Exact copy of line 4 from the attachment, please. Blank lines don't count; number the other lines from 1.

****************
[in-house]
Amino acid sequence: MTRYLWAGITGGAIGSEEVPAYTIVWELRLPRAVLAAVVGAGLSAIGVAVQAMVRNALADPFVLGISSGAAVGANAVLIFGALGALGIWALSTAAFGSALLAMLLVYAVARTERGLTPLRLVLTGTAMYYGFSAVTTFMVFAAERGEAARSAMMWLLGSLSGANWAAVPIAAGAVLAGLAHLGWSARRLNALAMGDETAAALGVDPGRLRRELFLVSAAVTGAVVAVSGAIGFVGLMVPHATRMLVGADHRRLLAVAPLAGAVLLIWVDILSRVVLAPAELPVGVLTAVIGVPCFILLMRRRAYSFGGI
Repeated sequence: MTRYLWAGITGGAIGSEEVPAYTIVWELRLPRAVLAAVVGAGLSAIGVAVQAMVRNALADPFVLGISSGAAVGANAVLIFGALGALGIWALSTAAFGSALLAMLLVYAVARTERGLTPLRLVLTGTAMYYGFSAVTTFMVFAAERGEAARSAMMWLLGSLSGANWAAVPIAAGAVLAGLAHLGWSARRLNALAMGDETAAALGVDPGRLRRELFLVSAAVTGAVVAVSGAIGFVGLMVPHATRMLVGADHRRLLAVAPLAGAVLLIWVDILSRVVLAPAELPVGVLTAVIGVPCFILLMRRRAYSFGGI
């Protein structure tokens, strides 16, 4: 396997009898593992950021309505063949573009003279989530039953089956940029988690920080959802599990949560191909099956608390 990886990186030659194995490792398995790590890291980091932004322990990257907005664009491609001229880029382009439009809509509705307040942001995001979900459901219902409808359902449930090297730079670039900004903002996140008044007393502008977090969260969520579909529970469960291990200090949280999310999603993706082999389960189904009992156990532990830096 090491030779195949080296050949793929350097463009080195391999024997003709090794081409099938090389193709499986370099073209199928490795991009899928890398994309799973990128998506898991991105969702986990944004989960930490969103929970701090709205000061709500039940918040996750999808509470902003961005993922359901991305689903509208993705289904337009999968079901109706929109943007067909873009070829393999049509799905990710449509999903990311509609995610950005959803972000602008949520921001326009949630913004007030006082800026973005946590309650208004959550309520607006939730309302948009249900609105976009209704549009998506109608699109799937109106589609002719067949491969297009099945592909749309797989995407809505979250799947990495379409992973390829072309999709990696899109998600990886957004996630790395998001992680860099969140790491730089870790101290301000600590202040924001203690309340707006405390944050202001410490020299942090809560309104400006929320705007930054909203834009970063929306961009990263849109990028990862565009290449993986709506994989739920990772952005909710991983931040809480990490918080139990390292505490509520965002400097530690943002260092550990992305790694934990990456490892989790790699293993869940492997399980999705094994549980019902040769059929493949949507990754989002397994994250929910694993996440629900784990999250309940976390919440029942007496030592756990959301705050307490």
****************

């Protein structure tokens, strides 16, 4: 396997009898593992950021309505063949573009003279989530039953089956940029988690920080959802599990949560191909099956608390 990886990186030659194995490792398995790590890291980091932004322990990257907005664009491609001229880029382009439009809509509705307040942001995001979900459901219902409808359902449930090297730079670039900004903002996140008044007393502008977090969260969520579909529970469960291990200090949280999310999603993706082999389960189904009992156990532990830096 090491030779195949080296050949793929350097463009080195391999024997003709090794081409099938090389193709499986370099073209199928490795991009899928890398994309799973990128998506898991991105969702986990944004989960930490969103929970701090709205000061709500039940918040996750999808509470902003961005993922359901991305689903509208993705289904337009999968079901109706929109943007067909873009070829393999049509799905990710449509999903990311509609995610950005959803972000602008949520921001326009949630913004007030006082800026973005946590309650208004959550309520607006939730309302948009249900609105976009209704549009998506109608699109799937109106589609002719067949491969297009099945592909749309797989995407809505979250799947990495379409992973390829072309999709990696899109998600990886957004996630790395998001992680860099969140790491730089870790101290301000600590202040924001203690309340707006405390944050202001410490020299942090809560309104400006929320705007930054909203834009970063929306961009990263849109990028990862565009290449993986709506994989739920990772952005909710991983931040809480990490918080139990390292505490509520965002400097530690943002260092550990992305790694934990990456490892989790790699293993869940492997399980999705094994549980019902040769059929493949949507990754989002397994994250929910694993996440629900784990999250309940976390919440029942007496030592756990959301705050307490």